The term tort insurance is frequently used to describe a type of auto insurance that people may purchase in some jurisdictions. Tort laws cover civil wrongdoings that result in the harm of another person. Tort auto insurance provides coverage in the event that a person injures or kills another party in a vehicle accident. Many jurisdictions have limited tort insurance, which limits the types of injuries for which the holder of the insurance can sue; other areas have full tort insurance, which does not include such limitations. There are, however, many jurisdictions that do not have limited or full tort insurance; such places are often referred to as no-fault jurisdictions.
Tort insurance provides coverage in the event that the holder is sued for injuring or causing the death of another party. With tort auto insurance, a person who is in a car accident may sue the party who caused the accident for medical expenses as well as other damages. In some cases, the at-fault party may even be responsible for compensating the injured party for pain and suffering.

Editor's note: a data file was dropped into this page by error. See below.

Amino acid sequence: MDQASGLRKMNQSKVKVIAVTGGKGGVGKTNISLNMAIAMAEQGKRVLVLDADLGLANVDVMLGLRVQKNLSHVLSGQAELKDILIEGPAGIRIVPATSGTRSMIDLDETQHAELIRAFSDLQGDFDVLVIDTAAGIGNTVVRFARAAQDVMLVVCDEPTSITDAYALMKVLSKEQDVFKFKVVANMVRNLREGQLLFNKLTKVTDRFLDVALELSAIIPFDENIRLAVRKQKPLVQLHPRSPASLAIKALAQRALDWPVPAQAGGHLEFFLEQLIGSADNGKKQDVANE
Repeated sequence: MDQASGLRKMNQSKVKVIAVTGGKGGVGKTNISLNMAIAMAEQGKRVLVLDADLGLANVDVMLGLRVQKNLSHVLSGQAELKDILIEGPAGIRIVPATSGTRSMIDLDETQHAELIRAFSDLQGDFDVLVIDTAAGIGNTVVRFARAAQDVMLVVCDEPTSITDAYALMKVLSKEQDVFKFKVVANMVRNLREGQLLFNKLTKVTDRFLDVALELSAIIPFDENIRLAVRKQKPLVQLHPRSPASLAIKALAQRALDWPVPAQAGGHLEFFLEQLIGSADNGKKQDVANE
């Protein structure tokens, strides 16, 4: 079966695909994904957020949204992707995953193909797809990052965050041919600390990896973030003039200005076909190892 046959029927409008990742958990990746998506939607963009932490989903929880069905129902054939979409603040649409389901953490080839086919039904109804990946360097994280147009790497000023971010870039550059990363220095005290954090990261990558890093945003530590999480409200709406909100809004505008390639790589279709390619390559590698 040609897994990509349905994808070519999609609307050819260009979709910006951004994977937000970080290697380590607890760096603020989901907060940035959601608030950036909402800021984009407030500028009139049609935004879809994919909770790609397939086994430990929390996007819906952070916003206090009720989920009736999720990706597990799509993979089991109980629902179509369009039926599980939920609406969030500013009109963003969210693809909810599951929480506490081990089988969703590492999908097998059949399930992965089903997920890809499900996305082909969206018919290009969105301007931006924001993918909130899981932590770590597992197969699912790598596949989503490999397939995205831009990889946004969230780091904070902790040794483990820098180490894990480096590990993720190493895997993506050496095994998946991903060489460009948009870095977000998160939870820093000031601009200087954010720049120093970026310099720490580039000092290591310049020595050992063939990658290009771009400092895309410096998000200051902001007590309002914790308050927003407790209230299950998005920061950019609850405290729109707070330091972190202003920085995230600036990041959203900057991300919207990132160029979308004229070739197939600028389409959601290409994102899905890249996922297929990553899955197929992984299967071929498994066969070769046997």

In jurisdictions that have tort auto insurance, there are usually two types a person may obtain: full tort and limited tort. Full tort insurance is basically coverage that pays claims for damages and injuries caused by the at-fault party in an accident. It may cover the injured person’s medical bills as well as lost wages. With full tort insurance, the at-fault party may even be liable for the injured party’s pain and suffering.
As the name implies, limited tort auto insurance limits the holder's right to sue in the event of a car accident. While the holder of this type of insurance may have his medical bills covered, he is usually prohibited from suing the at-fault party for pain and suffering. Additionally, this restriction remains in place regardless of whether or not he is the driver of the car — limited tort insurance limits a person’s right to sue even if he is a passenger in someone else’s car. It may even limit the person’s right to sue on behalf of his children.
There are some exceptions to the lawsuit restrictions placed on those with limited tort auto insurance. In the case of an extreme injury, a person may retain his right to sue for pain and suffering. For example, if a person loses a limb or suffers severe scarring as the result of an accident, he may be able to sue for pain and suffering despite having limited tort insurance. Other exceptions may apply as well.